So my point being, don’t do what I just did and what a lot of social media activists are doing which is making you believe that because there is a certain farming practice out there, all farmers must be using that practice. IT’S NOT TRUE.

Remember that marketing messages are designed to present one side of the story. It is “framed” a certain way to communicate a specific message, correctly or incorrectly. Be an informed consumer. Check out the other side of the story. If you want to understand how your food is grown, ask a farmer, not a marketing professional or restaurant chain.

Don’t know any farmers personally? I know of a great resource for you! Visit the website Click on “Food Facts” tab, and watch some really great videos from volunteer farm women around the USA who are growing your food and telling their farm’s story so that consumers understand what we farmers do to provide healthy and safe food, keep our livestock well and content, be good stewards of the land and resources we have, and provide the opportunity for our kids to own the next generation of family farms.

You can also leave me a comment and I will try to answer it. If I don't know the answer personally, I will call a farmer friend to find out for you and blog about the answer.

Thursday, February 9, 2012

Amber Waves of Whole Grain for School Lunches

Michelle Obama as part of her “Let’s Move” campaign, along with USDA Secretary Vilsack recently announced a long awaited and much needed revamp to the school lunch program. If you’re a parent of a child in public school, you know exactly what I’m talking about. School kitchens no longer exist to cook food, they are simply heat and serve facilities. Several years ago, my church tried to hold a spaghetti dinner as a fundraiser for a mission trip we were taking. We rented the local public school because it has more seating capacity than our church. We were surprised how challenging it was to prepare foods in the school kitchen. There were no pots to boil water! The menus are very much less than desirable, at least in my kid’s opinions, along with the fact that there is not enough time to eat, so my kids pack every day and have for years. The First Lady should be applauded for her efforts to fight childhood obesity, not only through increasing exercise, but also by improving the school menus, a place were some kids get the majority of their calories each day.

Of the many changes that will be taking place, adding more whole grains to the menu is one of the changes. Why is fiber important? Well besides the fact that it is crucial to maintaining regularity, fiber is also lowers blood cholesterol levels, reduces the risk of heart disease, colon cancer, diabetes, and diverticulosis.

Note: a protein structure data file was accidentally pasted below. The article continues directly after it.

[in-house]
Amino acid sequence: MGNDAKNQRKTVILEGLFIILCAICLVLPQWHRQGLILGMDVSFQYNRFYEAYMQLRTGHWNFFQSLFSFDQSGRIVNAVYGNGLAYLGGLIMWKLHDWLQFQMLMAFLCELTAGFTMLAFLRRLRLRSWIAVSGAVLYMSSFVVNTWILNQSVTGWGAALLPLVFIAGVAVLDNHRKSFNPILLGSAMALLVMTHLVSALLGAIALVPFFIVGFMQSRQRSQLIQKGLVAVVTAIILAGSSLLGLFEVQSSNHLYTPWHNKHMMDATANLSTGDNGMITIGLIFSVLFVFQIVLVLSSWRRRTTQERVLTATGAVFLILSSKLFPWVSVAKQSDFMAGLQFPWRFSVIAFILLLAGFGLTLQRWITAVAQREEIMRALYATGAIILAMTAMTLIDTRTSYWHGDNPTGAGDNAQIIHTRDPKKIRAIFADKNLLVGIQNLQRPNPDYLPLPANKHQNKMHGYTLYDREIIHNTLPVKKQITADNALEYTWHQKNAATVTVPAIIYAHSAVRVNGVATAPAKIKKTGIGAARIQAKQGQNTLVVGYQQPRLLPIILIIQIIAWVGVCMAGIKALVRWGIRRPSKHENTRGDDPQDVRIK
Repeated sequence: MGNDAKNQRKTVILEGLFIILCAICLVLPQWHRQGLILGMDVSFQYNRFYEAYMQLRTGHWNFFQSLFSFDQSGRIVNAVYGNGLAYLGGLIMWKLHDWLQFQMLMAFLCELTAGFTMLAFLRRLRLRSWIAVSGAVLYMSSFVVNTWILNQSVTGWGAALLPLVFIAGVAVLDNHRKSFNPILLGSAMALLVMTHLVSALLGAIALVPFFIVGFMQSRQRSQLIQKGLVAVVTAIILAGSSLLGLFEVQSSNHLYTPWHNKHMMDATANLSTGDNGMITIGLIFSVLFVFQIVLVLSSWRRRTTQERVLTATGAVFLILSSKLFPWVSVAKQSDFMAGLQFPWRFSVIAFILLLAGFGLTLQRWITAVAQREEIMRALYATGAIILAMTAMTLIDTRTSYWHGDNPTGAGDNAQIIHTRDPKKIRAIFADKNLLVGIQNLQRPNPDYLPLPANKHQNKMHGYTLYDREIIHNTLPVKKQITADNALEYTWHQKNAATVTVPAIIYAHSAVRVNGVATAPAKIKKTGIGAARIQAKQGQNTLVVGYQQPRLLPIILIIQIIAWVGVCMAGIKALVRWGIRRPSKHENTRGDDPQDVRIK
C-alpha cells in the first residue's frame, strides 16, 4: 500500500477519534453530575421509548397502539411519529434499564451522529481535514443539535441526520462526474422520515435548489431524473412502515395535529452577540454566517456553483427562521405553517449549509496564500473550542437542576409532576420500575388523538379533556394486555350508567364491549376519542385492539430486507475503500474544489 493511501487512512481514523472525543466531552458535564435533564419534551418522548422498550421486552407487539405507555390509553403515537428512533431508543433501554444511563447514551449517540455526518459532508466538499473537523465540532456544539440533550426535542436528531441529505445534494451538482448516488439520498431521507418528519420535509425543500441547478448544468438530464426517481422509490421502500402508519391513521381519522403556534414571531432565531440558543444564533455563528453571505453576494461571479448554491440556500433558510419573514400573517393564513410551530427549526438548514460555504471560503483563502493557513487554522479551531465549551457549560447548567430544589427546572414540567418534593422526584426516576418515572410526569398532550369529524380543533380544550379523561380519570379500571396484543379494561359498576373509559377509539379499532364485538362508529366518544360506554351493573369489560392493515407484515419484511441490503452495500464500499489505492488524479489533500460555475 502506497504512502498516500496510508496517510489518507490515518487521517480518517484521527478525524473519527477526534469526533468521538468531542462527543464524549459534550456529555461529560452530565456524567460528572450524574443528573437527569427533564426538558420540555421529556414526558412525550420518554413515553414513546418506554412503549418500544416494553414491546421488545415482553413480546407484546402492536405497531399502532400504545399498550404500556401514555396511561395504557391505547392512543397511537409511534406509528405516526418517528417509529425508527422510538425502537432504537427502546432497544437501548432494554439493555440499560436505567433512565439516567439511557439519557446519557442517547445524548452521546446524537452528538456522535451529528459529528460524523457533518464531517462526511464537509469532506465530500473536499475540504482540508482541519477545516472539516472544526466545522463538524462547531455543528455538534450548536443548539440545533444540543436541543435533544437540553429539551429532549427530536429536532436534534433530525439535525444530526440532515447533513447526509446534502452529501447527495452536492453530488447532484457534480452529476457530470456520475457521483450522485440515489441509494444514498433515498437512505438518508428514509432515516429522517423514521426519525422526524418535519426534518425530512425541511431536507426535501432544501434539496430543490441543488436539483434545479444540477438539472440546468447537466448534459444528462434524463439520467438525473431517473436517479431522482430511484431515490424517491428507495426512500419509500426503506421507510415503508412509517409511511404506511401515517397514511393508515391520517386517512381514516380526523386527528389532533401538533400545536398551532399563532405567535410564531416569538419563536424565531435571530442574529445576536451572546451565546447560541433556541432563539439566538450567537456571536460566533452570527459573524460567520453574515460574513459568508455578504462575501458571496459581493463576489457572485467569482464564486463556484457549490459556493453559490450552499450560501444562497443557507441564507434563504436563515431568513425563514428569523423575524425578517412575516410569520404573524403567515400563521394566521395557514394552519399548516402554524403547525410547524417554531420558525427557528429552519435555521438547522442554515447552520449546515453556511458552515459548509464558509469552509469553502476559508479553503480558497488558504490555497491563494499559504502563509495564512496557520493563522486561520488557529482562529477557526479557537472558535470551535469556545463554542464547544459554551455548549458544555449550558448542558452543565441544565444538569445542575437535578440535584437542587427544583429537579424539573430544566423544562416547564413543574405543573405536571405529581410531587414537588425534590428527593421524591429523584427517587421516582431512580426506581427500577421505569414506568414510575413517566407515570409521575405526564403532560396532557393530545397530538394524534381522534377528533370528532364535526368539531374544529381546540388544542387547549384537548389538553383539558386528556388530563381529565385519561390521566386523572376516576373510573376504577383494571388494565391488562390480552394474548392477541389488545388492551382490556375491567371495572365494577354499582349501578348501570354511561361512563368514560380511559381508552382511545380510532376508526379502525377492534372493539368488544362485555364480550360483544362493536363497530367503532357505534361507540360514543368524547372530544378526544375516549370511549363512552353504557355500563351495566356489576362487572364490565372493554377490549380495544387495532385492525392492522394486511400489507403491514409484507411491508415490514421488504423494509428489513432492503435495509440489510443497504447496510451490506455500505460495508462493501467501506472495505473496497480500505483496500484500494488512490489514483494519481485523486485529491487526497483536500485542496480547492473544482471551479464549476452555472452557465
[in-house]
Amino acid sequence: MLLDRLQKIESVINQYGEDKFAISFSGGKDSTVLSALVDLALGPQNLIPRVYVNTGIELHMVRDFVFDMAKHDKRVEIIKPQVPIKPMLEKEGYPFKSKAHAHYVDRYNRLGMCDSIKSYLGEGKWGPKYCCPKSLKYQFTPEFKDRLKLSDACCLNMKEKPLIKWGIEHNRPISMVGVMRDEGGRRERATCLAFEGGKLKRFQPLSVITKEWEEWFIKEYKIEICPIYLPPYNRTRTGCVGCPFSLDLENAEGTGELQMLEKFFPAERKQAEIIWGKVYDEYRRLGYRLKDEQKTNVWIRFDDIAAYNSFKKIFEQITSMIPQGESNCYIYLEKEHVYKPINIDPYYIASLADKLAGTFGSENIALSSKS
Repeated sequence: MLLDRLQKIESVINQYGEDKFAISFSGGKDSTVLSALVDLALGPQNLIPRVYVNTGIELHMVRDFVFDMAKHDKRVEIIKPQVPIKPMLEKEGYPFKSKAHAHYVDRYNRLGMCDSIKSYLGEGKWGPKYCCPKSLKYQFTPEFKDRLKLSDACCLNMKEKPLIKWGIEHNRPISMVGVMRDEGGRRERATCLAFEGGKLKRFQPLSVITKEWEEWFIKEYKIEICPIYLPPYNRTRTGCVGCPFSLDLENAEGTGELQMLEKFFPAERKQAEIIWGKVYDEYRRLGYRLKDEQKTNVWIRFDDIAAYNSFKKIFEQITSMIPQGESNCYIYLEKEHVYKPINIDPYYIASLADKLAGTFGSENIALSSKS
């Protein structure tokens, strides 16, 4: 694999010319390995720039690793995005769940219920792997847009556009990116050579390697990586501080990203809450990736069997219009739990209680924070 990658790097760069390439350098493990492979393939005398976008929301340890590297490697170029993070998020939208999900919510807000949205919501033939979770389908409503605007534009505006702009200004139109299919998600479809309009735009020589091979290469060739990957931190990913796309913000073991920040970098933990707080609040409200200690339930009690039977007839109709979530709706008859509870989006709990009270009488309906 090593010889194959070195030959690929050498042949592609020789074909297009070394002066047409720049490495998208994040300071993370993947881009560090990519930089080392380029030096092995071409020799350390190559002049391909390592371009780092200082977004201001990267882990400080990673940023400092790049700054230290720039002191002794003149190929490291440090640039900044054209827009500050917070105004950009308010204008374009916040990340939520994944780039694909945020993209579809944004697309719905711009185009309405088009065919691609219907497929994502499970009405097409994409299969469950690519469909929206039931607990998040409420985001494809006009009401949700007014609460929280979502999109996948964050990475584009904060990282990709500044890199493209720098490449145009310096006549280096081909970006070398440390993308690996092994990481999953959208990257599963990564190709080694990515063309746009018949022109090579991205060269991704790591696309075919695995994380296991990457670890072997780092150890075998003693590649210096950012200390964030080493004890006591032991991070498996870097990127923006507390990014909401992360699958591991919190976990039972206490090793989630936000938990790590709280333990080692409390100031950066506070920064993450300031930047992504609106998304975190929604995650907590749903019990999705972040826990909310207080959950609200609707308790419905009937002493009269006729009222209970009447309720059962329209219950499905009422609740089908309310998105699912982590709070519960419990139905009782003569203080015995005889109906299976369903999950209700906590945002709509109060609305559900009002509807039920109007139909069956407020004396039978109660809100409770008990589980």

So a primer on fiber:

Fiber is only found in plant-based foods. There are 2 types of fiber: soluble fiber found in fruits, vegetables, beans, and oat bran; insoluble fiber found in whole grains, wheat bran, beans, fruit and vegetables.

How much fiber do you need? Women should be getting between 25-30 grams per day, men should consume 30-38 grams per day, children and teens should consume 19-26 grams per day.

The average American only eats 15 grams per day…. That’s a reflection on some poor dietary choices in my mind!

Reading those food labels:

High fiber – these items will contain 5 grams of fiber or more per serving.

Good Source of Fiber – these items will have 2.5 to 4.9 grams of fiber per serving.

Read the Ingredient list: Look for words such as whole, whole grain, whole wheat, stoneground whole, oats, oatmeal, brown rice, wheatberries. These items mean that the grain has been minimally refined and still retains most of the fiber. Words like “multigrain” do not necessarily mean that those grains are “whole” so read carefully. Whole grains should be the first or second ingredient in the list to make it truly high in fiber.

Fiber from Field to Fork:
Does the farmer do anything to change the fiber in your food as it goes from farm to fork? No. The grains that are harvested, leave our farm “whole”. The grain has all its “parts” – the bran, the germ and the endosperm. At the flour mill, grains go through various stages of refining which effect the amount of fiber. According to the Whole Grains Council, a bushel of wheat that leaves my farm, will make enough whole wheat flour to bake 60 loaves of bread. That same bushel when refined into white flour will make only 42 loaves. The difference in the number of loaves of bread a bushel makes is related to the amount of refining of the wheat into flour.